It’s official! This week I resigned from my position as an academic advisor at a community college.
While it was a job I truly loved (I’ve worked there for more than 7 years, and I’m also an alum!), I decided that my family needs to take priority at this point in my life.
The decision was one of the hardest ones I’ve ever had to make. I enjoyed my job and the people I worked with are like a family to me. It will also mean a loss of about 40 percent of our family’s income. On the other hand, being a part of my kids’ lives on a full-time basis is one of the most challenging and rewarding things I’ve ever done.
Becoming a stay-at-home mom has been something I’ve thought about off and on since my first son was born nearly three years ago. But we had just built a new house with a GIANT mortgage and bought a new car and quitting my job wasn’t in the cards. Plus, my parents took care of my son for free, so I didn’t have to worry about day care costs.
I often told my closest friends that if I had two kids, I would continue to work, but if I had three kids, I would want to stay home until they were older. Flash forward two years later… and a funny thing happened…
I got pregnant with twins! Apparently a higher power was helping me make my decision!
I knew that my parents would not want to do full-time day care for three little ones. But at the same time, I was scared that we might not be able to live on just my husband’s income.
How I became a stay-at-home mom
So here are some of the things we did while I was pregnant and still working full-time:
1) We lived solely on my husband’s income for that entire year. We banked all of my income in what we affectionately called the “Special Projects account.”
2) We upgraded our heat system to be more energy efficient so that we could shave approximately $200 a month off our heat bill.
3) We paid off our debts. We used our “special project” money to pay off our Ford Focus in just one year. We currently have no debt except for our mortgage.
4) We saved for a minivan. We knew that with three wee ones in car seats, we’d never fit in our Ford Focus, and our 2000 Chevy Lumina just wasn’t going to be comfortable or reliable anymore. We traded off the Lumina, bought a minivan, and use the Focus wagon as a commuter car for my husband and a grocery getter when I go out without the kids.
5) We built up an emergency fund. This was especially helpful because I ended up on bed rest several times during the twin pregnancy and wasn’t making my usual salary.
6) I took a one-year unpaid leave of absence from my job after the twins were born. I wanted a safety net – to make sure that we could survive on one income. And I found that we could make it work.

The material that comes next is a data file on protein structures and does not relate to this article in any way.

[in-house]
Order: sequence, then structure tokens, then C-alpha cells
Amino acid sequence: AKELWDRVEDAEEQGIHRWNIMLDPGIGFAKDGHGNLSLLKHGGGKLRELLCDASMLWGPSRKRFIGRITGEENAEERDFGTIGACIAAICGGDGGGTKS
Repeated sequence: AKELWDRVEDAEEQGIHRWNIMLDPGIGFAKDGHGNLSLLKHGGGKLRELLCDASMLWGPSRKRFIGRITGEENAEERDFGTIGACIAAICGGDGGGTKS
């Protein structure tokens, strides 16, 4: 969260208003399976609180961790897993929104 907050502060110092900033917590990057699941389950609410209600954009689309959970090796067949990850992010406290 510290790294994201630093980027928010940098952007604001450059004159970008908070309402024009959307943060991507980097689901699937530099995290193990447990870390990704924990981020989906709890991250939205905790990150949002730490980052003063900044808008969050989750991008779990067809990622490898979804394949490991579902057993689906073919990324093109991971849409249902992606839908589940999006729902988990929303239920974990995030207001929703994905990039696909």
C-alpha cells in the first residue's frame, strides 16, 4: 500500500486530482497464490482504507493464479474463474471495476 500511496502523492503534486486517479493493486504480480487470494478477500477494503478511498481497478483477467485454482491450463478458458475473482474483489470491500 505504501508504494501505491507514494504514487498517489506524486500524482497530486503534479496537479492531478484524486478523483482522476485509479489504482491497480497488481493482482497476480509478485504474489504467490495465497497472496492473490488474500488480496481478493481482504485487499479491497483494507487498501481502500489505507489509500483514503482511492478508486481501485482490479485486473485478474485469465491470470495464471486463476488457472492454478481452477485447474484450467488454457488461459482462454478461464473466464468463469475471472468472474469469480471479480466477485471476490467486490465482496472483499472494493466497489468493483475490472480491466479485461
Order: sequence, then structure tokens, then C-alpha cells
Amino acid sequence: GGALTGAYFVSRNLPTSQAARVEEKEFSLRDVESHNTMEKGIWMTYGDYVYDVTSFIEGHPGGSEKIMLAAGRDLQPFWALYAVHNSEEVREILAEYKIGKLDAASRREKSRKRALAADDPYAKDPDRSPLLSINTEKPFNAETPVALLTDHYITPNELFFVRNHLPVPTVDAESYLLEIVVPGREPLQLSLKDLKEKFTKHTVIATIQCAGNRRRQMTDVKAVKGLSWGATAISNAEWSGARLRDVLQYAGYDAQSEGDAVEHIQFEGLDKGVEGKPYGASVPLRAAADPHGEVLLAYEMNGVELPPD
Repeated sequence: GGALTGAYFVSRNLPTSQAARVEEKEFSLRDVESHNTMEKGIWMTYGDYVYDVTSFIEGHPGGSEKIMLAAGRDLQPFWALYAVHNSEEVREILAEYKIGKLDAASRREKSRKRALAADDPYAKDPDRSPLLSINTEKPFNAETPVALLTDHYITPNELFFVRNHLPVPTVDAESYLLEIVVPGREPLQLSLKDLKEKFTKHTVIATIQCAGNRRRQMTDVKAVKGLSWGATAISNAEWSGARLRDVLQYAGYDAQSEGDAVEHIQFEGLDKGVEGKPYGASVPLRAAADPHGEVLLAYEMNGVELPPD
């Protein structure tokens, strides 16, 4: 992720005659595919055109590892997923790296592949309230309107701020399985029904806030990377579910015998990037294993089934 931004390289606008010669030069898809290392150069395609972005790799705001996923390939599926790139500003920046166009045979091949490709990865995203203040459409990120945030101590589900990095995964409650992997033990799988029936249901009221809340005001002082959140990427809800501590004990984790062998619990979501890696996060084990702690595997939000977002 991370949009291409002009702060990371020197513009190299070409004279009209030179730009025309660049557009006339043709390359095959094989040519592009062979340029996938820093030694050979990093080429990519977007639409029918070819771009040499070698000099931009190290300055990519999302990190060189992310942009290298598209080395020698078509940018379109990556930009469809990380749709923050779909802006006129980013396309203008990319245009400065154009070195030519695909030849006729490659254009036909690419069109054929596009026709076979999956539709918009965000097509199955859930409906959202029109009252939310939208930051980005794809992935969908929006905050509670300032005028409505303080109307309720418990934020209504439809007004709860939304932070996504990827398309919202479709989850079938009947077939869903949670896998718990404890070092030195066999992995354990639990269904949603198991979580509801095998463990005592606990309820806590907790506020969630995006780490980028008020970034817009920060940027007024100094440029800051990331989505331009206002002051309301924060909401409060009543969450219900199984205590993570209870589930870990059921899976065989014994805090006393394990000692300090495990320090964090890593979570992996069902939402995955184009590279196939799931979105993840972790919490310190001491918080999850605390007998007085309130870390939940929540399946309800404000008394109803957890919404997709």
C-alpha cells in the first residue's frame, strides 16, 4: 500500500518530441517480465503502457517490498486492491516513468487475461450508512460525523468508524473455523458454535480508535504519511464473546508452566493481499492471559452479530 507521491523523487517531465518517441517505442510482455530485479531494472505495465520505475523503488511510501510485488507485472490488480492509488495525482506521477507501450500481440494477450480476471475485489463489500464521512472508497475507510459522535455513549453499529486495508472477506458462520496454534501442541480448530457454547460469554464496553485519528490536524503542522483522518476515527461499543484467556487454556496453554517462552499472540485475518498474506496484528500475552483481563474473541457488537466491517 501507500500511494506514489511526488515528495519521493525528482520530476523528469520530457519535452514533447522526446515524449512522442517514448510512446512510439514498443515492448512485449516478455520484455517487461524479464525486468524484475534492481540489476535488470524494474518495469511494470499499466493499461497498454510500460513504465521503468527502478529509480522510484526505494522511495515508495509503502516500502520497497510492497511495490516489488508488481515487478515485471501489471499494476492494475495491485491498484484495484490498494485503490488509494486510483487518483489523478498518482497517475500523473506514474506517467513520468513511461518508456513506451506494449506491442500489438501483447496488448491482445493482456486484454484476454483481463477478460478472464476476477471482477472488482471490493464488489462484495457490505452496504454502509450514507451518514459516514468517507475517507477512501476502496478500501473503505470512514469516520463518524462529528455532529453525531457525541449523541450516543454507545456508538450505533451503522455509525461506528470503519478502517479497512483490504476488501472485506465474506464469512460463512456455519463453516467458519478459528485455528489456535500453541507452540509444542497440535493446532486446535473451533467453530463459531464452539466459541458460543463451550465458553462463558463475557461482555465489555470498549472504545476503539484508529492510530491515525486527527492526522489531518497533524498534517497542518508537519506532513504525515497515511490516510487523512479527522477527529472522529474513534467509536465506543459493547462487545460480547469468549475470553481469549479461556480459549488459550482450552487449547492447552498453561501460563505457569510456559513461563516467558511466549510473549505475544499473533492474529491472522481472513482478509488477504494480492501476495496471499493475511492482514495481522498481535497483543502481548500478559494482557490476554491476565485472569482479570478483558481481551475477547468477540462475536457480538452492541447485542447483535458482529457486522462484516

7) We made a budget. I’m not always the best at following it, but at least I know we have a plan.
8) I learned how to make my dollars stretch. I read as much as I could, visited tons of websites and shared information with friends and family on great deals. I learned about resources in my community. I learned about things I could do to make sure we were on track for retirement, even without my income for a few years.
9) I used the power of the internet. I love, love, love the internet. I have found so much information about frugal living and saving money. My list of favorite websites (see far right) grows bigger all the time. I have made several blogging friends who share my passion for frugal living and they inspire me. They remind me that there is so much that can be done to live a life of true prosperity.
10) I found ways to bring in a little extra money. I do some light bookkeeping for a friend of ours. The work keeps my mind sharp and keeps my resume from completely withering on the vine. I have also done a few surveys and similar things online to bring in some fun money.
11) I connected with people. I live in a rural area, so it was essential to my mental well-being for me to connect with people besides my three little boys. I am a volunteer for several organizations and I also connect with people via this blog. I make sure I get out of the house on a regular basis for solo shopping trips or to have lunch with friends. A healthy, happy mom, makes for a healthy, happy family.
12) I learned to be happy with all that I have. I don’t have to keep up with the Joneses. I don’t need to go out to eat four times a week. I don’t have to have stuff to be happy.
These are just some of the things I did on my path to becoming a stay-at-home mom. It is a major move, but one that can be done, if you plan for it.